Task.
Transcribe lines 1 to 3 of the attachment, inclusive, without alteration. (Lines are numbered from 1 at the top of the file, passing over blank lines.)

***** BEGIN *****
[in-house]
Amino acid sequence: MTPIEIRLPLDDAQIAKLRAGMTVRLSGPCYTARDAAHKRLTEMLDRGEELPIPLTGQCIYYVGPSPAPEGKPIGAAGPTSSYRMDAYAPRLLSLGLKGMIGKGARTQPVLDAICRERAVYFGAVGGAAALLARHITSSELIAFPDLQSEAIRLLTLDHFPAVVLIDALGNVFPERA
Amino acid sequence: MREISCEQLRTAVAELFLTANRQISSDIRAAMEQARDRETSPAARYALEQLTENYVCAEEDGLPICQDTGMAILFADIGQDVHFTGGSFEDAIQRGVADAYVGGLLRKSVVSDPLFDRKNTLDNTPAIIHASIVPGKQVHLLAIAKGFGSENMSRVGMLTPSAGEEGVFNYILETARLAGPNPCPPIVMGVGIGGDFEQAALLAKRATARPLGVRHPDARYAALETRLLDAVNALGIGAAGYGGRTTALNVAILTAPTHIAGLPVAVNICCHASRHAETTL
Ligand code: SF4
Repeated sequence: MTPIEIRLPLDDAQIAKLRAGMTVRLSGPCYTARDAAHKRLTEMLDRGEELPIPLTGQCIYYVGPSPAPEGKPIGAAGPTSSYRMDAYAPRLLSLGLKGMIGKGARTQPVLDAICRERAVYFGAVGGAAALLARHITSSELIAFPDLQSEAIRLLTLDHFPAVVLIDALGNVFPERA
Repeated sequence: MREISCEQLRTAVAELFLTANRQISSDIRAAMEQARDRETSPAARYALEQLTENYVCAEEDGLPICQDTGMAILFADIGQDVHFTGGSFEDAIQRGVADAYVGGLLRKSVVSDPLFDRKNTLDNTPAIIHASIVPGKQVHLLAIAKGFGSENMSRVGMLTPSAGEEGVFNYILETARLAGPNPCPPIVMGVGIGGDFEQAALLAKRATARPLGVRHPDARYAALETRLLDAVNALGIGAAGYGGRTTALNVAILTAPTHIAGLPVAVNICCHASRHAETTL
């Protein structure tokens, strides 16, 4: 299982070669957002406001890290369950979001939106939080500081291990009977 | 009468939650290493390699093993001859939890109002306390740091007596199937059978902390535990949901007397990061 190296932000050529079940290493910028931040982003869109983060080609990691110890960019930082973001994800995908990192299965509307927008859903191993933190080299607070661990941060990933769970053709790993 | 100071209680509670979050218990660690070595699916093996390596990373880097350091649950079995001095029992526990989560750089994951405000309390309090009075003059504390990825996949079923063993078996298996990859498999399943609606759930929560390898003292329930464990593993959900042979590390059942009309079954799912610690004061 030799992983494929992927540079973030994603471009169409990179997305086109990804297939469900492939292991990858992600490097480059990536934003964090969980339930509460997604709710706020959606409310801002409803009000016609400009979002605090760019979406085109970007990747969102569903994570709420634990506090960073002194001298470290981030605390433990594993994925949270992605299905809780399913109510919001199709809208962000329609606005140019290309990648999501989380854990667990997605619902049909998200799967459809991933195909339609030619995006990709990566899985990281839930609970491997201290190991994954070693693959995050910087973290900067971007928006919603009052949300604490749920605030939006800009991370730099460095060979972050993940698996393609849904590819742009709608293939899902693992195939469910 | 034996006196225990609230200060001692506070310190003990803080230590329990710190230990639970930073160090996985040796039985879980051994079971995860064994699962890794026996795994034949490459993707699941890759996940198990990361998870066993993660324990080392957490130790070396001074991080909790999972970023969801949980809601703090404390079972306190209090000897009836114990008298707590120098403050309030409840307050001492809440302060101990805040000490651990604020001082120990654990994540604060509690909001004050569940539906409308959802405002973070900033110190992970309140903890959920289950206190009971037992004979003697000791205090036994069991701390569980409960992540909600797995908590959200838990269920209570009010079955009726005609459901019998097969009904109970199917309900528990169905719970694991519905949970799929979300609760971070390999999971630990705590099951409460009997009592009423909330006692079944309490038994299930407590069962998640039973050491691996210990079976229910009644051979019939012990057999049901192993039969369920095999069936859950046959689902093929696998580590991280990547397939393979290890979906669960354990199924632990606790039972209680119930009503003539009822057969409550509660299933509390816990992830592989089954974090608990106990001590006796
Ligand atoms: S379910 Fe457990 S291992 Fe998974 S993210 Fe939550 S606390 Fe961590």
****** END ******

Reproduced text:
[in-house]
Amino acid sequence: MTPIEIRLPLDDAQIAKLRAGMTVRLSGPCYTARDAAHKRLTEMLDRGEELPIPLTGQCIYYVGPSPAPEGKPIGAAGPTSSYRMDAYAPRLLSLGLKGMIGKGARTQPVLDAICRERAVYFGAVGGAAALLARHITSSELIAFPDLQSEAIRLLTLDHFPAVVLIDALGNVFPERA
Amino acid sequence: MREISCEQLRTAVAELFLTANRQISSDIRAAMEQARDRETSPAARYALEQLTENYVCAEEDGLPICQDTGMAILFADIGQDVHFTGGSFEDAIQRGVADAYVGGLLRKSVVSDPLFDRKNTLDNTPAIIHASIVPGKQVHLLAIAKGFGSENMSRVGMLTPSAGEEGVFNYILETARLAGPNPCPPIVMGVGIGGDFEQAALLAKRATARPLGVRHPDARYAALETRLLDAVNALGIGAAGYGGRTTALNVAILTAPTHIAGLPVAVNICCHASRHAETTL